The bestselling author of The Architecture of Happiness and The Art of Travel spends a week at an airport in a wittily intriguing meditation on the "non-place" that he believes is the centre of our civilization.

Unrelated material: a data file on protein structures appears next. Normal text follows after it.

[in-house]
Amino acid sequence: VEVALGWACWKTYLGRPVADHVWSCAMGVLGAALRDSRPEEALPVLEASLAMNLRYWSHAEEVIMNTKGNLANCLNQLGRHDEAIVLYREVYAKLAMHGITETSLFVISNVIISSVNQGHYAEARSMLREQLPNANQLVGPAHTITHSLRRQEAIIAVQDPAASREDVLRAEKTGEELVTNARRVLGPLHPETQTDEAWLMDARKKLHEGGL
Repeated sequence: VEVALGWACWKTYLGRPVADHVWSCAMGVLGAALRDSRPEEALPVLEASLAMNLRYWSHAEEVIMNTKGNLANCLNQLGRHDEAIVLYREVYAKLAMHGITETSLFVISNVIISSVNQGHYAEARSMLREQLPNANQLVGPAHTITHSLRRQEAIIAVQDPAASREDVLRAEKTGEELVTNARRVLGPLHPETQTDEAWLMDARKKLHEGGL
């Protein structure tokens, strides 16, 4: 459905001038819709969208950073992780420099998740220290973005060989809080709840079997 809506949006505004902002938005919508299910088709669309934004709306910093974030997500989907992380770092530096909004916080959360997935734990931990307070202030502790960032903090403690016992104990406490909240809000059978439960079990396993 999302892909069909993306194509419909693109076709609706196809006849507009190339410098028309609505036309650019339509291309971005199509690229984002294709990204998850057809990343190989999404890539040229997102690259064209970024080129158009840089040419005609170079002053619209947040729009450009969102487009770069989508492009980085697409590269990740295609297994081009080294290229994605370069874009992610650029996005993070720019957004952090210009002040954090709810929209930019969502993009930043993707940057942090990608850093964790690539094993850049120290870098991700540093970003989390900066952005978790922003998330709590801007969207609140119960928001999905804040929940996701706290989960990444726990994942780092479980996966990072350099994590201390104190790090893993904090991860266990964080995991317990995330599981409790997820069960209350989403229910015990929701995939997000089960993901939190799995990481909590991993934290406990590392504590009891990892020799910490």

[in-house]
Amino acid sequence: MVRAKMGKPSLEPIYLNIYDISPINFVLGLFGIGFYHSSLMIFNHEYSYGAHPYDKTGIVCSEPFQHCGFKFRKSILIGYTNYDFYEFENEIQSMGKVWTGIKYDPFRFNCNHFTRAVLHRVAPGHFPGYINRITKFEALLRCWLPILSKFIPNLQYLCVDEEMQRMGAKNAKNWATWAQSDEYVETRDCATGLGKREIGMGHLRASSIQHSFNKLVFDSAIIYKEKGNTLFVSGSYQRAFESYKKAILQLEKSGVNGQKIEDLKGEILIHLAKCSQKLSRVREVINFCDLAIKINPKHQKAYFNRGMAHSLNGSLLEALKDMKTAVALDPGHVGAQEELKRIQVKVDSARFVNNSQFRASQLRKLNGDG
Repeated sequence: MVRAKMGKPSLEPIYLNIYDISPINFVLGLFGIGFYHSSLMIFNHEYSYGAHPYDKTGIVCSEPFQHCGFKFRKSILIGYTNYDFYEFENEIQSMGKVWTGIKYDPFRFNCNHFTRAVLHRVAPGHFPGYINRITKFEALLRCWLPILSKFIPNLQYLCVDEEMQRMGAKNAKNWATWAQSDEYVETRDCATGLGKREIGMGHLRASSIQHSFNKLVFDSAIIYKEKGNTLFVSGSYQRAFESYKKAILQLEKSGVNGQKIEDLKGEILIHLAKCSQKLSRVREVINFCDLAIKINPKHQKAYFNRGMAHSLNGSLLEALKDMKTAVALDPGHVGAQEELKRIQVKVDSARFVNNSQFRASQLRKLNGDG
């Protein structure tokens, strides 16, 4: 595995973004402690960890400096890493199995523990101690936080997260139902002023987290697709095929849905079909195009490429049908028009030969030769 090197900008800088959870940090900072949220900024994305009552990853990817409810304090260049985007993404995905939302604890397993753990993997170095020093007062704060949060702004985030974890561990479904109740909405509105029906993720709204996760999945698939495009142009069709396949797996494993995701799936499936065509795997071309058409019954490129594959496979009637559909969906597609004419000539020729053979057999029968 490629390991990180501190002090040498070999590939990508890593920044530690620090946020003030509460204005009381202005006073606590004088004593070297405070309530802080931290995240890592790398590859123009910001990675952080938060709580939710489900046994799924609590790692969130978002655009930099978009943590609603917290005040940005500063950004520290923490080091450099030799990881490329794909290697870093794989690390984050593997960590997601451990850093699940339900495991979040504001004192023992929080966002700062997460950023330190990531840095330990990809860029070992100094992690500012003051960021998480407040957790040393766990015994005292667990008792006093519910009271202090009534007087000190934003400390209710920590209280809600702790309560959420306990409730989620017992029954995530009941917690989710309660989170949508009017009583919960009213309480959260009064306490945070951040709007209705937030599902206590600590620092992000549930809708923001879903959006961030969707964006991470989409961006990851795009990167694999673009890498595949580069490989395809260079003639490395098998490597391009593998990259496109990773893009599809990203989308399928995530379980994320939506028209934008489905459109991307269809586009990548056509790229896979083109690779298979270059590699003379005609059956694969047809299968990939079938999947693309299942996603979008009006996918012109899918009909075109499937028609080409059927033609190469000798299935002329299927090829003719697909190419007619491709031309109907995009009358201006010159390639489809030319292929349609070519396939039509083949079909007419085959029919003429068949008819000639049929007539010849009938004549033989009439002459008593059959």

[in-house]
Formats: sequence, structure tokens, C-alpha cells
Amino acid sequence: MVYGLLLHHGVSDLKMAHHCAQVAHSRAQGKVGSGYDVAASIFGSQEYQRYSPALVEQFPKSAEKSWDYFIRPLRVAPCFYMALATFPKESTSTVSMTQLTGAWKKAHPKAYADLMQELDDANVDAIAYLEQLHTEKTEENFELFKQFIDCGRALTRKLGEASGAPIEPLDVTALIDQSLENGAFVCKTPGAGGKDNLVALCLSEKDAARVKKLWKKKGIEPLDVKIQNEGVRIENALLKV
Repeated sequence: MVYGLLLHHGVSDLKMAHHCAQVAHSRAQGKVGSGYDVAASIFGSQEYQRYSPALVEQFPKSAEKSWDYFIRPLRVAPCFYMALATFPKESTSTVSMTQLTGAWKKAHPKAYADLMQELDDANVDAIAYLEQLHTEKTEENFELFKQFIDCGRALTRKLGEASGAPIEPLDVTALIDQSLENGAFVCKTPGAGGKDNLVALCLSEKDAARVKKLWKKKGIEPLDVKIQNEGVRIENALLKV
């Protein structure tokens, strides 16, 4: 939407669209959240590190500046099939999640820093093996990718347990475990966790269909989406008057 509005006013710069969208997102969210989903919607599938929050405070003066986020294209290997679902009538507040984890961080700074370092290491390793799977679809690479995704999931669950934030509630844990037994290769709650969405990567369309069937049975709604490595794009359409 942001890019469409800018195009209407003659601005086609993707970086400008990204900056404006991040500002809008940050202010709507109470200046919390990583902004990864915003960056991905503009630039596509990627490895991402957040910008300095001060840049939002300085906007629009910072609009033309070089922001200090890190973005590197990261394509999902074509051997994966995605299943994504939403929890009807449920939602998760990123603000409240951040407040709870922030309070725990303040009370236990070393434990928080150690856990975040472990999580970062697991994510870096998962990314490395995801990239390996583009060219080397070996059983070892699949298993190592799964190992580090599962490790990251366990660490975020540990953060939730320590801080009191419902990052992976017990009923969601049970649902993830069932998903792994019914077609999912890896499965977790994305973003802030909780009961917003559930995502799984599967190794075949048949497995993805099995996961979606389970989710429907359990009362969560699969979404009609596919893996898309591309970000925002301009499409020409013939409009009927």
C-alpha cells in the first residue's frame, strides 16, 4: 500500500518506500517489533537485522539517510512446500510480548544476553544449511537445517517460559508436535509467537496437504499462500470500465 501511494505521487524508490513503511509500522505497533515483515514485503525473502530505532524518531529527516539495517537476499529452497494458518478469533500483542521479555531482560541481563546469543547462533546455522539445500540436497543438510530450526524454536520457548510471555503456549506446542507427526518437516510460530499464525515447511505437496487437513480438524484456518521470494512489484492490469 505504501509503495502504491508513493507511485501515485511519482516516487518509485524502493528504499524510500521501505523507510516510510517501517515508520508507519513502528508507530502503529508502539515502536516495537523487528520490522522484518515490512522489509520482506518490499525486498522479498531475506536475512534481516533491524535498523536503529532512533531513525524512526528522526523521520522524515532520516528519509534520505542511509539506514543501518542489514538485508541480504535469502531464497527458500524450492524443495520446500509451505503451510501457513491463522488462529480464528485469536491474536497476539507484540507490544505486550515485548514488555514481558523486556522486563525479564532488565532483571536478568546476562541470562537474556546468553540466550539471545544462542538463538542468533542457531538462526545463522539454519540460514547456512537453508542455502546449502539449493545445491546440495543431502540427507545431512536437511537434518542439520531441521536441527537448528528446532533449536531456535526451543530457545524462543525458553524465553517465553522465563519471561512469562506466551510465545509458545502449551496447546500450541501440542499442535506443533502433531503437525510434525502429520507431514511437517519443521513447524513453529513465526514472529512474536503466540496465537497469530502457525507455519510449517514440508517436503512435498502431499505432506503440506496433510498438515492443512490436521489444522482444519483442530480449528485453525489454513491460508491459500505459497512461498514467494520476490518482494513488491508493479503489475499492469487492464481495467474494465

In the summer of 2009, Alain de Botton was invited by the owners of Heathrow airport to become their first ever writer-in-residence. Given unprecedented, unrestricted access to wander around one of the world's busiest airports, he met travellers from all over the globe, and spoke with everyone from baggage handlers to pilots, and senior executives to the airport chaplain. Based on these conversations he has produced this extraordinary meditation on the nature of travel, work, relationships, and our daily lives. Working with the renowned documentary photographer Richard Baker, he explores the magical and the mundane, and the interactions of travellers and workers all over this familiar but mysterious "non-place," which by definition we are eager to leave. Taking the reader through departures, "air-side," and the arrivals hall, de Botton shows with his usual combination of wit and wisdom that spending time in an airport can be more revealing than we might think.